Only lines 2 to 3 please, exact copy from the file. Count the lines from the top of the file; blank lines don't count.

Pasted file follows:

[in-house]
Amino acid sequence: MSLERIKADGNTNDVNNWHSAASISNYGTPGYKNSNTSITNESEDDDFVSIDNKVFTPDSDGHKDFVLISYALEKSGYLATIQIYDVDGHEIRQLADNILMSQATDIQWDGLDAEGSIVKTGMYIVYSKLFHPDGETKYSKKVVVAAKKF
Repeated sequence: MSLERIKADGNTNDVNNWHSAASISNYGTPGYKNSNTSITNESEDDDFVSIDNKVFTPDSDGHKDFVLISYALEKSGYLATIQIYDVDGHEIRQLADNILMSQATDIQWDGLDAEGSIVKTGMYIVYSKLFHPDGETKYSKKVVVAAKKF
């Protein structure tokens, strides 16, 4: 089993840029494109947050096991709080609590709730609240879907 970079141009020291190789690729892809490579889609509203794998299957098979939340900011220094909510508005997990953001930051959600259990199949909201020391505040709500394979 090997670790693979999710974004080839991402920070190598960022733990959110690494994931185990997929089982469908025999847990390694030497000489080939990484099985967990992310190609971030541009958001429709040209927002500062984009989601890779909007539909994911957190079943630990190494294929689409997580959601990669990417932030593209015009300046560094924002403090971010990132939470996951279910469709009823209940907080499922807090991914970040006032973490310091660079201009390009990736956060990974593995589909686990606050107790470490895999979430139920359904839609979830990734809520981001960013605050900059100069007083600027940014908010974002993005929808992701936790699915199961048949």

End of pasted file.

Amino acid sequence: MSLERIKADGNTNDVNNWHSAASISNYGTPGYKNSNTSITNESEDDDFVSIDNKVFTPDSDGHKDFVLISYALEKSGYLATIQIYDVDGHEIRQLADNILMSQATDIQWDGLDAEGSIVKTGMYIVYSKLFHPDGETKYSKKVVVAAKKF
Repeated sequence: MSLERIKADGNTNDVNNWHSAASISNYGTPGYKNSNTSITNESEDDDFVSIDNKVFTPDSDGHKDFVLISYALEKSGYLATIQIYDVDGHEIRQLADNILMSQATDIQWDGLDAEGSIVKTGMYIVYSKLFHPDGETKYSKKVVVAAKKF